Kalekoy from the Castle in Kekova
Kekova, on the southern coast of Turkey, is an area rich with ruins of ancient civilizations and is a true yacht charter itinerary highlight on a crewed yacht charter along the southern coast of Turkey. Visiting Kekova Island and the Kekova area offers the very essence of a crewed yacht charter experience when cruising along the southern coast of Turkey for here you are able to see the remnants of the ancient civilizations up front and personal; walk on the ancient stairways carved into the shoreline, walk on beaches with ancient ruins, and snorkel over sunken harbor ruins, all while enjoying the beautiful crystal clear blue green waters and various anchorages of Kekova and Kekova Island on a crewed yacht charter along the southern coast of Turkey.
Kekova area – Lycian Sarcophogi close up
Kekova Island sits just off of the mainland creating a bay between the island and the mainland and the bay is home to numerous islets. Kekova Island and the islets are thought to have been created in the 2nd century AD, when earthquakes dropped much of the land between the remaining mainland and Kekova Island into the sea, submerging whole settled areas. The new islets and Kekova Island were rebuilt after the earthquakes, over and around the ruins remaining and the area flourished once again until the Arab invasions in the 7th century AD. Traveling by boat became the best way to link the new settled land areas together and remains the best way today, with this ancient area best explored by sea from your charter yacht or charter yacht tender.
Anchor and visit Tersane Bay on Kekova Island by ship’s tender and see the now collapsed apse of a Byzantine church littering the beach, while on either side, ruins of ancient buildings tumble into the surrounding waters. Back walls of buildings were carved into the soft limestone rock of the island and surrounding areas, with the other three walls built of stone on stone foundations radiating out of the carved back walls. Most of the once harbor front foundations are under water today. This was an extensively settled area and there are many of these carved back walls to be seen in the rocky landscape right along the shore today. And there are many rock foundations to be seen in the waters below from the ship’s tender or, if allowed, to be seen by swimming in the refreshing waters and snorkeling over the remnants of these ancient civilizations.
Kekova – Kalekoy Harbor
Throughout this area, the inland side of Kekova Island is where the largest amount of the ancient ruins can be seen today. Cruise down the length of the inland side of Kekova Island from one end to the other to grasp the extent of this ancient settlement. This area is believed to originally have been part of the ancient town of Dochiste, which was destroyed during the earthquakes, and subsequently over the next centuries settlements were rebuilt on remaining bits of land and the mainland. Use the hull of the ship’s tender to fan over the water’s surface to create a “window” for a look at the foundation ruins below for a glimpse of the remains of the ancient harbor front, quays, and mooring stones, for this is an area where the submerged antiquities are protected from swimmers and snorkelers. Look closely and you may see terra cotta shards of amphorae’s, roofing tiles, and sewer and water pipes, all bits of everyday living left behind from life in these ancient cities.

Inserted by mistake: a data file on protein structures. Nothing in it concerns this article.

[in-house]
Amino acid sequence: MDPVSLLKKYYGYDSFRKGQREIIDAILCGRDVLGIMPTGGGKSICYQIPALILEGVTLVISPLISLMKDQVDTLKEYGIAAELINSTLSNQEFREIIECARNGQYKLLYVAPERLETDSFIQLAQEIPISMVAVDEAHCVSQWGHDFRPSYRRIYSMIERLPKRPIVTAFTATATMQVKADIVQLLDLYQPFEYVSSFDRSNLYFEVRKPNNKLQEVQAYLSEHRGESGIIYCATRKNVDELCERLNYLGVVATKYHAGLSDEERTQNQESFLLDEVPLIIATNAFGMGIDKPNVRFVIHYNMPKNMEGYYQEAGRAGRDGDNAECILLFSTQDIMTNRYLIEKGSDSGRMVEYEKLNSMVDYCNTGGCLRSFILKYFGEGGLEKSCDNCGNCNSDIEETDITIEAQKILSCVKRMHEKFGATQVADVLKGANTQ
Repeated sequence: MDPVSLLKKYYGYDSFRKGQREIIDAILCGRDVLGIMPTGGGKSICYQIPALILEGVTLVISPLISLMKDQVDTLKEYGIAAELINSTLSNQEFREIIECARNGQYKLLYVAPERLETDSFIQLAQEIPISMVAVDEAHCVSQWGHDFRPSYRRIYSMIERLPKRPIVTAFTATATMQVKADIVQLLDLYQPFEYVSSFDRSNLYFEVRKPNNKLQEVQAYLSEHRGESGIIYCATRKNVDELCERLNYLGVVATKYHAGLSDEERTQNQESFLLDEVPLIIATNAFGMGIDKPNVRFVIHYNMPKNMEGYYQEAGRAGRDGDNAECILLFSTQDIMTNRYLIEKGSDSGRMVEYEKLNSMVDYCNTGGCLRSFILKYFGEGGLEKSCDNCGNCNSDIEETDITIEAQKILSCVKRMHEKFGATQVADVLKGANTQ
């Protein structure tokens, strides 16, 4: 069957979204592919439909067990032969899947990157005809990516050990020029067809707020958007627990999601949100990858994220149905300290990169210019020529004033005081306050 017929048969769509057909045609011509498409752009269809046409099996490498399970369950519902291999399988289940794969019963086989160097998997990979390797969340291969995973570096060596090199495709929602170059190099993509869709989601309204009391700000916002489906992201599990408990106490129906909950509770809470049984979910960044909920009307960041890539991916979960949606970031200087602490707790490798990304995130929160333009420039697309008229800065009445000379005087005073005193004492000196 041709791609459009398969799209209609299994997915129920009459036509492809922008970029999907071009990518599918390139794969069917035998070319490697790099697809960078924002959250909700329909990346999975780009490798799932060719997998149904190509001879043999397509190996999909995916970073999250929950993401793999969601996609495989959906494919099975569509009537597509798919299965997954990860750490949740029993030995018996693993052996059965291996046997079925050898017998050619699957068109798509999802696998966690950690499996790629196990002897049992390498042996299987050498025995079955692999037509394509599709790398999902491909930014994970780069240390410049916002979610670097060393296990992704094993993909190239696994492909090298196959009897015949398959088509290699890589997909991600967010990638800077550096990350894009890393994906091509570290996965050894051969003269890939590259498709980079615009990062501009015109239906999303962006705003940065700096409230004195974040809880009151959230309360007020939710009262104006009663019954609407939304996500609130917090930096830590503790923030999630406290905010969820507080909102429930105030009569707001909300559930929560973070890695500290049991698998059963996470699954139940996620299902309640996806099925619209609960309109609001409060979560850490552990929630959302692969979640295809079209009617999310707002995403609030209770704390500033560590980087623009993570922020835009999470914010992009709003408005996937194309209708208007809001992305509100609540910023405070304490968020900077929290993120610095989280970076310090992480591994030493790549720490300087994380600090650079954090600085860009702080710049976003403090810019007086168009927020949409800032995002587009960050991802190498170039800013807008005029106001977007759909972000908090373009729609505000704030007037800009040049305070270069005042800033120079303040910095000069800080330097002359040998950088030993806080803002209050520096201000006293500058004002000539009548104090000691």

Kekova- Kalekoy Castle Walls
The remains of what was thought to be Teimiussa is to the east of Ucagiz today in the Kekova area along the mainland side of the bay. The most extraordinary remnants of this city now are a large cluster of Lycian style sarcophagi that are grouped together along the shoreline on a bit of land sloping away from the water. Many of the sarcophagi bear Hellenistic and Roman dates, suggesting once again that while different rulers conquered this area through the centuries, that aspects of the Lycian culture were continued to have been honored.
Kekova Island from Kalekoy Castle
Across the bay, Kalekoy sits on the ancient ruins of Simena on a small islet capped by the remains of a fortress with crenellated walls. Right in the small village harbor a Lycian style sarcophagus peaks up through the water’s surface creating a lovely and unique photo opportunity. Go ashore in Kalekoy and hike up to the fortress. Close by are the remains of a Roman bath and up next to the entrance of the fortress are the remains of a temple and stoa. The jewel of the area lies inside the fortress; a tiny amphitheater carved into the hillside that seated only 300 people around which the fortress was built. The tiny size of the amphitheater suggests that ancient Simena was a small village. Also inside the fortress are several Lycian temple cliff side tombs. And from inside the fortress is a terrific view of Kekova Bay, Kekova Island and the surrounding area.
Several days can be easily spent in this area while on a crewed yacht charter. And a crewed yacht charter is probably the best way to truly see and enjoy this fantastic area with centuries of ruins from a vast number of civilizations jumbled on top of one another on land, and strewn across the bottom under the water of Kekova Bay. The blend of centuries of history with various important civilizations so evident, the uniqueness of submerged ruins in crystal clear beautiful waters, and extensive landside ruins everywhere creates a truly extraordinary area to visit while on a crewed yacht charter on the southern coast of Turkey.